City hospital detains body of 'Covid-19' doctor Lincoln Khasakhala over Sh18m bill

Dr Khasakhala and his wife Margaret contracted Covid in March 2021. [David Njaaga, Standard]

The family of Dr Lincoln Khasakhala, who died on January 8, is in distress after a City hospital declined to release his body for burial until a Sh18 million hospital bill is cleared.

His younger brother, David, says Khasakhala and his wife tested positive for covid-19 in March 2021.

“Unfortunately, his wife died the same month. Lincoln had been weak and in July was rushed to Nairobi Hospital unconscious and admitted first at the HDU and then the ICU,” he said.

David says that his late brother was in ICU for two months. He was then moved into HDU and finally to the normal ward when he was in a vegetative state. He remained in that state until his death.

“By the time of his demise, we had incurred a bill of Sh22 million. Through our efforts and Nairobi West Hospital where he was working part-time, we managed to settle Sh2.9 million,” he said

The family, however, says the University of Nairobi, where Dr Khasakhala was a lecturer, refused to settle the bill.

“All efforts to make the University settle this bill have proved futile. The University claims that it was not informed when Khasakhala was admitted. Yet he was their staff and he was away for all those months. Of course, they knew he was admitted,” added David.

The University of Nairobi however told the Standard that Nairobi Hospital is not among the hospitals they cover.

“We cannot pay if you admit yourself. Nairobi Hospital is not one of the service providers contracted by the University of Nairobi. So for you to go to a private hospital not referred by us, you must get a special request and get permission to be admitted there. There’s no way we are liable for this,” said John Orindi, the University's Director of Corporate Affairs.

Margaret Khasakhala, the wife of Dr Lincoln Khasakhala. She also succumbed to Covid-19. [David Njaaga, Standard]

Orindi added that when a staff member is admitted, they always monitor the treatment and if need be, advise them to seek treatment elsewhere.

“The Hospital should take responsibility. They have the policy to cover these kinds of situations. Don’t go to the employer,” he added

But on January 27, Nairobi Hospital wrote a letter, which the Standard has seen, to the University of Nairobi requesting that the bill be settled.

“The late Dr Khasakhala was wheeled into the hospital in a critical condition. In this condition, the most we could do was to take urgent medical steps to save his life. As to the cost of this treatment, the family assured us that it had duly informed your institution about his hospitalisation in order to take care of his medical bill as his employee,”  reads the letter in part.

The family also says that it involved the Kenya Medical Association (KMA) and The Kenya Medical Practitioners, Pharmacists and Dentists Union (KMPDU).

KMA President Dr Were Onyino says before Dr Khasakhala died, and the bill was getting out of hand, they wrote to the Medical Council, Parliamentary Health Committee and the Ministry of Health to intervene and allow the family to have him discharged for care at home.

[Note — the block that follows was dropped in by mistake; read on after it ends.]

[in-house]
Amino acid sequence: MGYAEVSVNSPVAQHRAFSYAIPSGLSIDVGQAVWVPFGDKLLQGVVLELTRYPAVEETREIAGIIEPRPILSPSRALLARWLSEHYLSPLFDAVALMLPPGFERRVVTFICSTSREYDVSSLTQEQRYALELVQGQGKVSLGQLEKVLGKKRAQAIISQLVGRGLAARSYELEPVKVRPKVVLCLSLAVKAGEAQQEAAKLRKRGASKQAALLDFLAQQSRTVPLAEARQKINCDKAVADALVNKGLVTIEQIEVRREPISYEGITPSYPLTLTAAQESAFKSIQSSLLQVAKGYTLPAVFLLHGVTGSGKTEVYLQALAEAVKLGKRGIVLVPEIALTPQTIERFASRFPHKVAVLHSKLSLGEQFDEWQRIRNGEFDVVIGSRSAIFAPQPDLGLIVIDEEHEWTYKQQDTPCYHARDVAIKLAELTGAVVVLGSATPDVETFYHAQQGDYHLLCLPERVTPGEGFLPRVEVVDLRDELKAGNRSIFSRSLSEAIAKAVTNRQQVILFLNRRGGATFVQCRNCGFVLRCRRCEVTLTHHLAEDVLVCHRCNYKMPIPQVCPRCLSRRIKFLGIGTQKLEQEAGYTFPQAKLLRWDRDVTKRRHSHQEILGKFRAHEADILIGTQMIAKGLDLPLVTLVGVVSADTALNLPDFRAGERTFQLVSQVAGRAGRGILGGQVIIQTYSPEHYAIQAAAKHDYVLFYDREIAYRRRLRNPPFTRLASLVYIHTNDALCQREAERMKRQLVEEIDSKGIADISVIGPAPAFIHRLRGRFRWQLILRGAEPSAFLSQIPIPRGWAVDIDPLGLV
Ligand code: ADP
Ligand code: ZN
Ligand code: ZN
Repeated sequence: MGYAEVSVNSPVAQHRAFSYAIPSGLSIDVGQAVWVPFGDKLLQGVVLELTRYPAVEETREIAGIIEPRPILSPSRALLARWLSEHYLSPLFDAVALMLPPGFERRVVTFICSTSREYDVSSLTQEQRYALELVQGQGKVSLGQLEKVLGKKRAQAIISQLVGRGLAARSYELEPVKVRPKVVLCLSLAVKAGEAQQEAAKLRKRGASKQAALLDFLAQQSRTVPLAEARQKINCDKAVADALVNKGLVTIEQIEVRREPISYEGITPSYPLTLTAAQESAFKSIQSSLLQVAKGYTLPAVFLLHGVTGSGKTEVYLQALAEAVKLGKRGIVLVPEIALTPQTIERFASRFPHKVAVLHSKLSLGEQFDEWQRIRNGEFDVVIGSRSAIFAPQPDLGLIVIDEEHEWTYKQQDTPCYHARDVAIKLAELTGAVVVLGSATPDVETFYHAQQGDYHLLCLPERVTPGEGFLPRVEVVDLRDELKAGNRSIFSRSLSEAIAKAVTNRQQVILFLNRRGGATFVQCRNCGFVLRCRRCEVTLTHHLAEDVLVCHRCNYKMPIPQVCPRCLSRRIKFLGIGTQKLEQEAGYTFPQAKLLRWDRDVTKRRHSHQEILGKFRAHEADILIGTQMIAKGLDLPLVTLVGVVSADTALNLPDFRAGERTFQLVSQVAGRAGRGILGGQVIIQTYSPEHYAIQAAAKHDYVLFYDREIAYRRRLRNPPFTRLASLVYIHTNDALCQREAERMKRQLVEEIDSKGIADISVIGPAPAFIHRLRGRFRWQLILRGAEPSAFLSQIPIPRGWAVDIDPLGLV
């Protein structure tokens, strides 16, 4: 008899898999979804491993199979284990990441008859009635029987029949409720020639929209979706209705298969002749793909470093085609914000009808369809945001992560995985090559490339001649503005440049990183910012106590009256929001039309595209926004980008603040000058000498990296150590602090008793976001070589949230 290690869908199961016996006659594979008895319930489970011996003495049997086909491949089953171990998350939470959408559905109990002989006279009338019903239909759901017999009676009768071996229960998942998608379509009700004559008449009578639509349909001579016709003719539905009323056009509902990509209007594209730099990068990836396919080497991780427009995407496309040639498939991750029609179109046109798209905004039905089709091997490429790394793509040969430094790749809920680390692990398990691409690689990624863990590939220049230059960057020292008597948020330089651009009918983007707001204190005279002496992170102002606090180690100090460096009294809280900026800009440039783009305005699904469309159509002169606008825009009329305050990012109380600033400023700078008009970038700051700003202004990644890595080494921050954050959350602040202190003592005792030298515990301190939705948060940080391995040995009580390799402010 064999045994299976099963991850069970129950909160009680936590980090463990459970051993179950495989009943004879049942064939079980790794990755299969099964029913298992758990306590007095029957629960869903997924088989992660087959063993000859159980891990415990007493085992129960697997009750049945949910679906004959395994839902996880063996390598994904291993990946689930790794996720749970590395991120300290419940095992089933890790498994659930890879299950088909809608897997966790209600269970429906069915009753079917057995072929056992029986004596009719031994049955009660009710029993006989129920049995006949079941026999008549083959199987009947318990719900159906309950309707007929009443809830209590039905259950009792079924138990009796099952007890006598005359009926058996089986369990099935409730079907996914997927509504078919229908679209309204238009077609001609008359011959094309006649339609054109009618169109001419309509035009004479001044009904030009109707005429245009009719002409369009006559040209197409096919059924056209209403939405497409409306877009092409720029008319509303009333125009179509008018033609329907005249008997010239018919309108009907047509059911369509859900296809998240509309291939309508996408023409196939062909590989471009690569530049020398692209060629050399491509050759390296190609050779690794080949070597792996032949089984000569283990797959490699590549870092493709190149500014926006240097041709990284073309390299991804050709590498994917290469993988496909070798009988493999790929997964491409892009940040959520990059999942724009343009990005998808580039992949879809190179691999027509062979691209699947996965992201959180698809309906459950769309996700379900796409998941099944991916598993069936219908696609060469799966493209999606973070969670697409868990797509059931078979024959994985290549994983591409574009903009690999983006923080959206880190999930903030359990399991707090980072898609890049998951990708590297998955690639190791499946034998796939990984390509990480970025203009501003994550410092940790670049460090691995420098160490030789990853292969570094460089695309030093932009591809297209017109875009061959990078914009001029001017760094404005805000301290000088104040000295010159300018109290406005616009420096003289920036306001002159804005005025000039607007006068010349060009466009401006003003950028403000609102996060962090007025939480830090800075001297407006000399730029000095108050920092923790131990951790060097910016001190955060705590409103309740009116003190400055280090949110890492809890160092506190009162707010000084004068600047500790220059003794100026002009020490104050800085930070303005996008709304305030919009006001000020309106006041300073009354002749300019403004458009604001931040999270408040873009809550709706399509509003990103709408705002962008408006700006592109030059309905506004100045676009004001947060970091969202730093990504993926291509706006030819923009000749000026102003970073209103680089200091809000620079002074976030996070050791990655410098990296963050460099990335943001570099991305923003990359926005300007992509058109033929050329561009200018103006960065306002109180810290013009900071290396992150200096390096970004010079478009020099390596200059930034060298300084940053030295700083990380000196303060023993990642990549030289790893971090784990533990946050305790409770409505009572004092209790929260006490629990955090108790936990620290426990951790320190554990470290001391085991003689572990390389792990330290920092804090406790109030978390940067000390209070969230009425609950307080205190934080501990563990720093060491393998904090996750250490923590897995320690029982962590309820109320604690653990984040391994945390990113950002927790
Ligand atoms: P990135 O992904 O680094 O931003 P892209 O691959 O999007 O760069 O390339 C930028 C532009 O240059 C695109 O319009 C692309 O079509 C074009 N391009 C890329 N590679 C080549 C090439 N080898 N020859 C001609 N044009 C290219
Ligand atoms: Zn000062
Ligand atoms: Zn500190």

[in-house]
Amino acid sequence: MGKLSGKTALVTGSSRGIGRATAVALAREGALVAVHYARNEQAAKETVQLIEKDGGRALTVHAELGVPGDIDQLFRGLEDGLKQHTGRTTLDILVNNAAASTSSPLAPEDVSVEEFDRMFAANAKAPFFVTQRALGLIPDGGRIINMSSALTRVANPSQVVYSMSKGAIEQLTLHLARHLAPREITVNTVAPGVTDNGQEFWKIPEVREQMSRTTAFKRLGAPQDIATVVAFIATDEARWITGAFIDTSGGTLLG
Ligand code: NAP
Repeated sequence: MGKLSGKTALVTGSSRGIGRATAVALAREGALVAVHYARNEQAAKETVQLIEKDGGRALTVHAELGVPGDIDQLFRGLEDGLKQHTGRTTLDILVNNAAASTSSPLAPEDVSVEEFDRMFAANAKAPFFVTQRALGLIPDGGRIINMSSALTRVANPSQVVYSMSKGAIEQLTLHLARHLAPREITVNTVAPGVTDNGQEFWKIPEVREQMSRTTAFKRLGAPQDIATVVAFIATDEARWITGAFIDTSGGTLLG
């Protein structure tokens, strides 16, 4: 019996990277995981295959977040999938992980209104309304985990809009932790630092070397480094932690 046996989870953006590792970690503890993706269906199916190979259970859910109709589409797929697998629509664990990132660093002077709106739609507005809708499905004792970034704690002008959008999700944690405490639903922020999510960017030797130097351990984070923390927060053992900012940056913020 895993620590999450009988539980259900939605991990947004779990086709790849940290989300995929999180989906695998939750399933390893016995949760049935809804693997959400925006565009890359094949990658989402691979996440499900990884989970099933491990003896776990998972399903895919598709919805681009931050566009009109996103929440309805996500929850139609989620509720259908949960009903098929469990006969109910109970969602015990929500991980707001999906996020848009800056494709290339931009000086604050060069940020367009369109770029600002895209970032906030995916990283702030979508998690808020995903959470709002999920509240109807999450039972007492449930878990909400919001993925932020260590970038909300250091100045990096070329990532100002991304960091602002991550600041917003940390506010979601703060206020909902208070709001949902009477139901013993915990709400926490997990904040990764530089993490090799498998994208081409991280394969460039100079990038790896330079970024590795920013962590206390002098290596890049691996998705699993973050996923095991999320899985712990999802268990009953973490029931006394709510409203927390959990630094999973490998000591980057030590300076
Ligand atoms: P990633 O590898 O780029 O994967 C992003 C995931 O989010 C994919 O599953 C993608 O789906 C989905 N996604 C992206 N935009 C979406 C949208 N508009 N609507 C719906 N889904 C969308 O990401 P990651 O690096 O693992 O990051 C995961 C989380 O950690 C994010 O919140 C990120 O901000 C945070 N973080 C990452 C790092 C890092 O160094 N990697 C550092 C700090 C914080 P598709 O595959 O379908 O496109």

KMPDU Deputy Secretary-General, Dennis Miskella, said they made the request for Dr Khasakhala's discharge when the bill was only Sh7 million, but their efforts were ignored.

“Hospitals have no right to detain the body. We reached out to the Hospital and they claimed that the bill has to be cleared. We offered options but they refused,” added Dr Miskella.

Our attempts for two days to get a response from Nairobi Hospital proved futile. First, the corporate affairs department asked that we send our queries in writing. After sending the email, the hospital responded acknowledging receipt and said a relevant department would be in touch.

Excerpt from Lincoln Khasakhala's Nairobi Hospital bill. [David Njaaga, Standard]

But when no response was forthcoming, we called the hospital and we were informed by a staffer that the Hospital could not respond to our queries because of doctor-patient confidentiality.

Cases of bodies being detained by hospitals across the country are common and the matter is now part of the Health Amendment Bill which is awaiting the second reading in the National Assembly. 

National Assembly Health Committee chairperson Sabina Chege told the Standard that the Bill will be tabled on Tuesday, Feb 8.

The MP says it is unfortunate for hospitals to detain bodies due to pending bills because it causes grieving families more distress and makes it harder for them to find closure.

“No hospital has the right to detain a body," she said. "Nairobi Hospital should therefore release the body as alternative means to clear the bill are sought. This man was a medical doctor and it is sad because doctors are frontline workers. He deserved better,” added Sabina.

Khasakhala's and his late wife has an eight-year-old daughter.

His older sisters, Dorothy and Mary Khasakhala, said that the family has tried to maintain a routine that the child was accustomed to. She is yet to fully comprehend the loss of both parents in a span of 10 months.

“We will make sure she does not lack or feel the void of losing both parents that much,” said Dorothy.

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